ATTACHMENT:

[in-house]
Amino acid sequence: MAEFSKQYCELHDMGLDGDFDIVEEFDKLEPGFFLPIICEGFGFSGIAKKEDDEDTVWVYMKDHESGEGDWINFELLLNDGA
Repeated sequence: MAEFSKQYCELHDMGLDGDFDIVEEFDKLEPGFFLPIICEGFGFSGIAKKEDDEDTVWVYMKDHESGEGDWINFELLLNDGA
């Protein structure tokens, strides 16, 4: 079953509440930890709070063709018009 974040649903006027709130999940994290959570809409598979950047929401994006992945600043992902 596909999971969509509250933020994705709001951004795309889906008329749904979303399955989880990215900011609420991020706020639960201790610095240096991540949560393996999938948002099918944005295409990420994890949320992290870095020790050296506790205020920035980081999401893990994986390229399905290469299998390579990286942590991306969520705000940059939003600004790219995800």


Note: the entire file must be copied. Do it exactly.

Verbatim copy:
[in-house]
Amino acid sequence: MAEFSKQYCELHDMGLDGDFDIVEEFDKLEPGFFLPIICEGFGFSGIAKKEDDEDTVWVYMKDHESGEGDWINFELLLNDGA
Repeated sequence: MAEFSKQYCELHDMGLDGDFDIVEEFDKLEPGFFLPIICEGFGFSGIAKKEDDEDTVWVYMKDHESGEGDWINFELLLNDGA
């Protein structure tokens, strides 16, 4: 079953509440930890709070063709018009 974040649903006027709130999940994290959570809409598979950047929401994006992945600043992902 596909999971969509509250933020994705709001951004795309889906008329749904979303399955989880990215900011609420991020706020639960201790610095240096991540949560393996999938948002099918944005295409990420994890949320992290870095020790050296506790205020920035980081999401893990994986390229399905290469299998390579990286942590991306969520705000940059939003600004790219995800």